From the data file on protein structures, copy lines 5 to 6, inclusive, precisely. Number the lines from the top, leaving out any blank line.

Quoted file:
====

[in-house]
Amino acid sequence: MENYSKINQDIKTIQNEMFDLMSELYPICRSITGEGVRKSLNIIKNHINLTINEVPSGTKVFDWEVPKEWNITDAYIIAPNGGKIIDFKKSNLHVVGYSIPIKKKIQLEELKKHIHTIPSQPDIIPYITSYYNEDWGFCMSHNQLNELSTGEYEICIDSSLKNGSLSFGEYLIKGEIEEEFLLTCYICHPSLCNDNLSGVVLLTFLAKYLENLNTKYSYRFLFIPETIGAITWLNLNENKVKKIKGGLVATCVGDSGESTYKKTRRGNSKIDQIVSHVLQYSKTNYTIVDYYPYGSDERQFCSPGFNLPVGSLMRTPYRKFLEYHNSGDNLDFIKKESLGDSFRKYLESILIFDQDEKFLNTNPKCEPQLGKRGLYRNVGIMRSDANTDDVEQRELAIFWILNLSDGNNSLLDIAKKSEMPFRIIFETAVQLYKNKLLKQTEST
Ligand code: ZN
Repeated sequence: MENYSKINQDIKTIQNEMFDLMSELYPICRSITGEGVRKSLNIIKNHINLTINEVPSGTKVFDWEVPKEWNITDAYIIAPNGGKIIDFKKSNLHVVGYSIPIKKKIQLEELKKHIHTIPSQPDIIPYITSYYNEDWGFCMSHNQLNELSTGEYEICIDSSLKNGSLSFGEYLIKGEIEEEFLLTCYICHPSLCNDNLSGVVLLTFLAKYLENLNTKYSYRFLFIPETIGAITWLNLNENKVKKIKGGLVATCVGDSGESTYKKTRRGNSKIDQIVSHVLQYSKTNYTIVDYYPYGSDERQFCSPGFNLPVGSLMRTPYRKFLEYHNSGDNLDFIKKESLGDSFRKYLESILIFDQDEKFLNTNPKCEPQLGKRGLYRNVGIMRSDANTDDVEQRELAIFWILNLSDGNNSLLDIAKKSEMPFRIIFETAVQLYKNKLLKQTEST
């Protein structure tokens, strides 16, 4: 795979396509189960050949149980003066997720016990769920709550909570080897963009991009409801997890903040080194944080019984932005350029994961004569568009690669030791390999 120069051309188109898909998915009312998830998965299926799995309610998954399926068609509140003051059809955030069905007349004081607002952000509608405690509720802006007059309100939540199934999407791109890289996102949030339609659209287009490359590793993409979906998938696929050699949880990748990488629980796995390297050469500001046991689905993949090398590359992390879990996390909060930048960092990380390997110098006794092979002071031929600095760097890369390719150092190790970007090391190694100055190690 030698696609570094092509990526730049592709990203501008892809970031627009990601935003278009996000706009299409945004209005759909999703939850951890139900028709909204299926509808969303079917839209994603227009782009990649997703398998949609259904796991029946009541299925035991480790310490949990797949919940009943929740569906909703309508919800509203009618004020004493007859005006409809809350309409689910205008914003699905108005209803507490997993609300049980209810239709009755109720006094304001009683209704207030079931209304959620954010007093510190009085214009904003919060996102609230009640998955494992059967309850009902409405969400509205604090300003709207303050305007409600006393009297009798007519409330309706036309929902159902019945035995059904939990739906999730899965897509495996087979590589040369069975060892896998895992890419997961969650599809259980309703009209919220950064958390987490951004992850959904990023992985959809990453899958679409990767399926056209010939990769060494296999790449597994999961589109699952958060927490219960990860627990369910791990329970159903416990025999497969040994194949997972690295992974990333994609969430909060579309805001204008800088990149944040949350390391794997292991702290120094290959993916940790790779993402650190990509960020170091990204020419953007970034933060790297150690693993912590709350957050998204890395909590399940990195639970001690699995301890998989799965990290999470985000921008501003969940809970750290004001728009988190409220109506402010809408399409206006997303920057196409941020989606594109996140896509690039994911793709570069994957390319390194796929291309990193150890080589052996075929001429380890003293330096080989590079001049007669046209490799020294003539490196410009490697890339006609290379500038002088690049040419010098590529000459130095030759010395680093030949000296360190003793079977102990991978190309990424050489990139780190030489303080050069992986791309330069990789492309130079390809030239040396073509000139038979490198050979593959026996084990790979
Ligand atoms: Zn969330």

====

């Protein structure tokens, strides 16, 4: 795979396509189960050949149980003066997720016990769920709550909570080897963009991009409801997890903040080194944080019984932005350029994961004569568009690669030791390999 120069051309188109898909998915009312998830998965299926799995309610998954399926068609509140003051059809955030069905007349004081607002952000509608405690509720802006007059309100939540199934999407791109890289996102949030339609659209287009490359590793993409979906998938696929050699949880990748990488629980796995390297050469500001046991689905993949090398590359992390879990996390909060930048960092990380390997110098006794092979002071031929600095760097890369390719150092190790970007090391190694100055190690 030698696609570094092509990526730049592709990203501008892809970031627009990601935003278009996000706009299409945004209005759909999703939850951890139900028709909204299926509808969303079917839209994603227009782009990649997703398998949609259904796991029946009541299925035991480790310490949990797949919940009943929740569906909703309508919800509203009618004020004493007859005006409809809350309409689910205008914003699905108005209803507490997993609300049980209810239709009755109720006094304001009683209704207030079931209304959620954010007093510190009085214009904003919060996102609230009640998955494992059967309850009902409405969400509205604090300003709207303050305007409600006393009297009798007519409330309706036309929902159902019945035995059904939990739906999730899965897509495996087979590589040369069975060892896998895992890419997961969650599809259980309703009209919220950064958390987490951004992850959904990023992985959809990453899958679409990767399926056209010939990769060494296999790449597994999961589109699952958060927490219960990860627990369910791990329970159903416990025999497969040994194949997972690295992974990333994609969430909060579309805001204008800088990149944040949350390391794997292991702290120094290959993916940790790779993402650190990509960020170091990204020419953007970034933060790297150690693993912590709350957050998204890395909590399940990195639970001690699995301890998989799965990290999470985000921008501003969940809970750290004001728009988190409220109506402010809408399409206006997303920057196409941020989606594109996140896509690039994911793709570069994957390319390194796929291309990193150890080589052996075929001429380890003293330096080989590079001049007669046209490799020294003539490196410009490697890339006609290379500038002088690049040419010098590529000459130095030759010395680093030949000296360190003793079977102990991978190309990424050489990139780190030489303080050069992986791309330069990789492309130079390809030239040396073509000139038979490198050979593959026996084990790979
Ligand atoms: Zn969330």